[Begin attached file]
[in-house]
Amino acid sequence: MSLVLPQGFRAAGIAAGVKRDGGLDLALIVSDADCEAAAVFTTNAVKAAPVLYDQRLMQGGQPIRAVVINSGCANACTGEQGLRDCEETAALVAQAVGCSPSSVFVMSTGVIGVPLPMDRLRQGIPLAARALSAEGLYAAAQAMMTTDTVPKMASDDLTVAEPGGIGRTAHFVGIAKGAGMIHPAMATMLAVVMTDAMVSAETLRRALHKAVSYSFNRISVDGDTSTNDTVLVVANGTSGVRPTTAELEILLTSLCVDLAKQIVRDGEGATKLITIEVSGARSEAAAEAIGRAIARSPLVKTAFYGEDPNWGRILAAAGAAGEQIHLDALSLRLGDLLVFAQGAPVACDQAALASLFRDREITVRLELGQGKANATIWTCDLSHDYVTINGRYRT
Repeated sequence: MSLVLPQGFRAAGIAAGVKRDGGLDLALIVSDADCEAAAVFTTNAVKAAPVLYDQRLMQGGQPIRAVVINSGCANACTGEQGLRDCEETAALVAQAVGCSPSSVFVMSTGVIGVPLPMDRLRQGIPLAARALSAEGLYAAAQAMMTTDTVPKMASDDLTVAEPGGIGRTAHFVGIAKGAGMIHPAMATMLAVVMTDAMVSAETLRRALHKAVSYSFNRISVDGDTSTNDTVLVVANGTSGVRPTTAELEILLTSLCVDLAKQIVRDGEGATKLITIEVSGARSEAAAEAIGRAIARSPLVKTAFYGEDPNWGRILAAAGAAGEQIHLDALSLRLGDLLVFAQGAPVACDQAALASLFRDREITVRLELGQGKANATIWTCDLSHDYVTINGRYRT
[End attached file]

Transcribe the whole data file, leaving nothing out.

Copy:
[in-house]
Amino acid sequence: MSLVLPQGFRAAGIAAGVKRDGGLDLALIVSDADCEAAAVFTTNAVKAAPVLYDQRLMQGGQPIRAVVINSGCANACTGEQGLRDCEETAALVAQAVGCSPSSVFVMSTGVIGVPLPMDRLRQGIPLAARALSAEGLYAAAQAMMTTDTVPKMASDDLTVAEPGGIGRTAHFVGIAKGAGMIHPAMATMLAVVMTDAMVSAETLRRALHKAVSYSFNRISVDGDTSTNDTVLVVANGTSGVRPTTAELEILLTSLCVDLAKQIVRDGEGATKLITIEVSGARSEAAAEAIGRAIARSPLVKTAFYGEDPNWGRILAAAGAAGEQIHLDALSLRLGDLLVFAQGAPVACDQAALASLFRDREITVRLELGQGKANATIWTCDLSHDYVTINGRYRT
Repeated sequence: MSLVLPQGFRAAGIAAGVKRDGGLDLALIVSDADCEAAAVFTTNAVKAAPVLYDQRLMQGGQPIRAVVINSGCANACTGEQGLRDCEETAALVAQAVGCSPSSVFVMSTGVIGVPLPMDRLRQGIPLAARALSAEGLYAAAQAMMTTDTVPKMASDDLTVAEPGGIGRTAHFVGIAKGAGMIHPAMATMLAVVMTDAMVSAETLRRALHKAVSYSFNRISVDGDTSTNDTVLVVANGTSGVRPTTAELEILLTSLCVDLAKQIVRDGEGATKLITIEVSGARSEAAAEAIGRAIARSPLVKTAFYGEDPNWGRILAAAGAAGEQIHLDALSLRLGDLLVFAQGAPVACDQAALASLFRDREITVRLELGQGKANATIWTCDLSHDYVTINGRYRT